First, everything that’s weak to Fire is dangerous to play, at least at first. Celebi and Venusaur-GX now has a popular nemesis and will probably get back to the binder, and Pheromosa and Buzzwole-GX, although it’s still a strong card, will probably only be played as a secondary attacker in other decks, rather than as a 4-of as it was in Japan for a brief period of time. (In Japan, cards are released in more frequent, but smaller, sets. Although we get Pheromosa & Buzzwole-GX and Reshiram & Charizard-GX at the same time, the Japanese had a window of around two months in which the former was legal but not the latter.)
Second, anything Water-type is becoming stronger, since it has a natural advantage over any Fire Pokemon. We will probably see Water-type techs be run in many decks. For example, Slowking, with Triple Acceleration Energy, can be played in a Zoroark-GX deck to OHKO Reshiram & Charizard-GX.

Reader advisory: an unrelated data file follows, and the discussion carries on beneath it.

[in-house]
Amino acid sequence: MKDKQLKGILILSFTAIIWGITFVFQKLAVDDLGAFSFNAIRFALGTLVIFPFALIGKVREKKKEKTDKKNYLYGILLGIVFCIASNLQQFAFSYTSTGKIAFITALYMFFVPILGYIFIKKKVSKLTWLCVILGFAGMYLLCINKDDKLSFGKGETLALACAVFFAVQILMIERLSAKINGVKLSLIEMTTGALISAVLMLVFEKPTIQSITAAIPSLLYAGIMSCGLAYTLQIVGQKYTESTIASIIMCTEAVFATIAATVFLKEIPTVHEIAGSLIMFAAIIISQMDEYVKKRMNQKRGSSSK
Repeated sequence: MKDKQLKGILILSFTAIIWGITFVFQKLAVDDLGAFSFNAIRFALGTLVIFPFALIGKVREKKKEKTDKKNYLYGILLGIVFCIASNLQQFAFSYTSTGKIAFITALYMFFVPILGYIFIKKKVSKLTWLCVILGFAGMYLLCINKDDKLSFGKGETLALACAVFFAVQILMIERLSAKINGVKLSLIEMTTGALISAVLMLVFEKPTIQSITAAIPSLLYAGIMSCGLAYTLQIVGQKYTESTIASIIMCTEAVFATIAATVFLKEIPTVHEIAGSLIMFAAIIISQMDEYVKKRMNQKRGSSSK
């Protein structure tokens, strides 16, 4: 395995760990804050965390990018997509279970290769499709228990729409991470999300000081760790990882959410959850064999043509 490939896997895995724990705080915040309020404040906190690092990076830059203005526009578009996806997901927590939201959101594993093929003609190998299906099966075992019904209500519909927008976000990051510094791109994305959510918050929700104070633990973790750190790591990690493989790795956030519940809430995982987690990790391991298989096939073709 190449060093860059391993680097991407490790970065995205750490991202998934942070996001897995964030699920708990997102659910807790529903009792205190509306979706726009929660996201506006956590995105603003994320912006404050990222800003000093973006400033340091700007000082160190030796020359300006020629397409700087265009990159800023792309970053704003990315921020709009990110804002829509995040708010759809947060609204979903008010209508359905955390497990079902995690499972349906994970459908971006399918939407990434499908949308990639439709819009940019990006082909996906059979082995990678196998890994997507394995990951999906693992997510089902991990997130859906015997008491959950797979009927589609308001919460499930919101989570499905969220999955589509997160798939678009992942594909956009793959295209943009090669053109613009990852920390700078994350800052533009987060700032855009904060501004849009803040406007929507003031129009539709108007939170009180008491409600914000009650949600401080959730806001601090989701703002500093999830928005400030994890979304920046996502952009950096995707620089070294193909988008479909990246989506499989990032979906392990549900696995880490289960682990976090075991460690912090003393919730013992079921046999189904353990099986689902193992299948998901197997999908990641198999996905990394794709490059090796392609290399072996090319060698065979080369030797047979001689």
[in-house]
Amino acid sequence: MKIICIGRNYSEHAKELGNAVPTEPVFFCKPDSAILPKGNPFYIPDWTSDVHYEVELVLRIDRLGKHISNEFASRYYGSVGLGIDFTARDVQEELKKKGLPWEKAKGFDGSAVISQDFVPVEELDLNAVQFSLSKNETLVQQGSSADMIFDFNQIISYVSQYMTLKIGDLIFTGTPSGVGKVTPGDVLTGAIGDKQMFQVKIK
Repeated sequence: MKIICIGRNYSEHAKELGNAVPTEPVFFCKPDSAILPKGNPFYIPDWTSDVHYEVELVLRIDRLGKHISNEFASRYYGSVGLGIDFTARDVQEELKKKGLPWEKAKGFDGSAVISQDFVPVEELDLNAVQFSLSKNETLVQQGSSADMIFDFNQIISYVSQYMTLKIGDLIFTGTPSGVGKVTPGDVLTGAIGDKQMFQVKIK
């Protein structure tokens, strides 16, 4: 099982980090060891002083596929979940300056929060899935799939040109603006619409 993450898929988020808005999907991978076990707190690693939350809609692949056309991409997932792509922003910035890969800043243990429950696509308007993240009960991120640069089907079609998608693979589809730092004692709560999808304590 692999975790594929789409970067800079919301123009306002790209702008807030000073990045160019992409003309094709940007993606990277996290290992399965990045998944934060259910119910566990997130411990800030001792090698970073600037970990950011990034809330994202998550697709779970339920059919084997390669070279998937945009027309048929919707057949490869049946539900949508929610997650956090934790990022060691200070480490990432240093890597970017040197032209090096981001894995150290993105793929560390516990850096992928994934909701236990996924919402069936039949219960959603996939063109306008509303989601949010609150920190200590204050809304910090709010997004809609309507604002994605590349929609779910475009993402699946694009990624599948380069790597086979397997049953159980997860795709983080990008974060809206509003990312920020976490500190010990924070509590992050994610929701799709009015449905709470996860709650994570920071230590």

Lightning remains strong, but not dominant.
There’s no reason that Pikachu & Zekrom-GX would disappear entirely from the format, at least not until its matchups are fully figured out. When that’s done, it’s possible that we realise the deck is not as good as other options — or maybe we will find that it’s actually the best Tag Team deck. In the meantime, the deck should see a decent amount of play. It gains Electromagnetic Radar and Dedenne-GX, so it will be able to play at a faster pace. What’s more, since the metagame will focus less on the Lightning type, we should see less Fighting Pokemon being ran, which means that Pikachu & Zekrom-GX can use Full Blitz without fearing a Sledgehammer or similar answer as much. There’s one flaw to PikaRom decks, though, and that’s Mew: Bench Barrier returns to Standard, and there’s no Silent Lab there. This means that although it will be easier than ever for Pikachu & Zekrom-GX to power up a fast Tag Bolt GX, there’s an easy counter to it that can fit into most decks. Obviously, it’s still possible to run Zapdos and Knock Out Mew before using Tag Bolt GX, and that will probably be PikaRom’s plan.